Atlanta seemed to be a city of change and self-exploration for many women. After the civil war, women’s roles began to change. The focus began to shift away from home duties, allowing women’s lives to move outside of the home. They began to form women’s groups, which allowed them an opportunity to express their opinions on several public issues.
The invention of first the bicycle and later the streetcar and automobile greatly expanded a woman’s freedom. It gave them a way to attend their group meetings and socialize with other women. This freedom to travel was accompanied by a great boom in mass consumption. Department stores were developed and were a place where women could buy everything they needed or wanted.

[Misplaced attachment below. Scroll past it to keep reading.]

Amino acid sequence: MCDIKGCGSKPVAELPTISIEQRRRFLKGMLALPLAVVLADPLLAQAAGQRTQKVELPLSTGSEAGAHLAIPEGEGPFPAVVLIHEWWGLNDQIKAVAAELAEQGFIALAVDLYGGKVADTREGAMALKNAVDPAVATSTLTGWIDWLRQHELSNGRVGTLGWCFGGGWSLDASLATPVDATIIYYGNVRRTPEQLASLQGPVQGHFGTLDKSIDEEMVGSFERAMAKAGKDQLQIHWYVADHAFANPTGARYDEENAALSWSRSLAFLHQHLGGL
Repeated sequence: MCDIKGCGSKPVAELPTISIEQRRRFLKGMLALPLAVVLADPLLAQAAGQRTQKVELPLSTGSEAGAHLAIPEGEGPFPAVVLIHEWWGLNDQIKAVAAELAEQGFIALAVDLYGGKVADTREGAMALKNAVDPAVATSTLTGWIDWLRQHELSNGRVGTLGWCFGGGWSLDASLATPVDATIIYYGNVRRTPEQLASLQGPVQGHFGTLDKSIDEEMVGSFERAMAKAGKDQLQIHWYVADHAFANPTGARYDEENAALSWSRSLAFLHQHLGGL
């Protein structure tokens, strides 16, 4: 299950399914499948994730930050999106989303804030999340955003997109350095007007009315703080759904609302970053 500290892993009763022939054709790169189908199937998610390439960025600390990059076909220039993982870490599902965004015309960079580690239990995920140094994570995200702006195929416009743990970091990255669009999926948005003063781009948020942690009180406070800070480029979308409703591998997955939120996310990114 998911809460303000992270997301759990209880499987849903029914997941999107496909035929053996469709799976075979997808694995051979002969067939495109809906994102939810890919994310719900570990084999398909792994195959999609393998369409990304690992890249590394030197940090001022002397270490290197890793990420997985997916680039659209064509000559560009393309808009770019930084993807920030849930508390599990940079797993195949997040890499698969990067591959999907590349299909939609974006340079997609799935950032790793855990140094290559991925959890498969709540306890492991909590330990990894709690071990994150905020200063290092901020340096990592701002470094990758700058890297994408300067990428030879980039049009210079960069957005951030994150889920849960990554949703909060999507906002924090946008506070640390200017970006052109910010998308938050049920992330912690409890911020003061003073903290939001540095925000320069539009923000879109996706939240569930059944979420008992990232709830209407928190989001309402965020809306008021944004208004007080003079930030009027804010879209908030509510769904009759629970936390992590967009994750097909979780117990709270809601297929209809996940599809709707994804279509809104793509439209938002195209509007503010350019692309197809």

Atlanta also saw women begin to break into the work force. Their jobs were stereotyped based on gender – women did do hard labor, but instead they participated in typewriting catalogues, or selling perfume behind counters in department stores. By having their own income, it allows them a small amount of independence from their husbands.
Women in Atlanta changed a lot between reconstruction and the early twentieth century. They began to have more freedom and independence, yet experienced little change in political power as they were still refused the right to vote.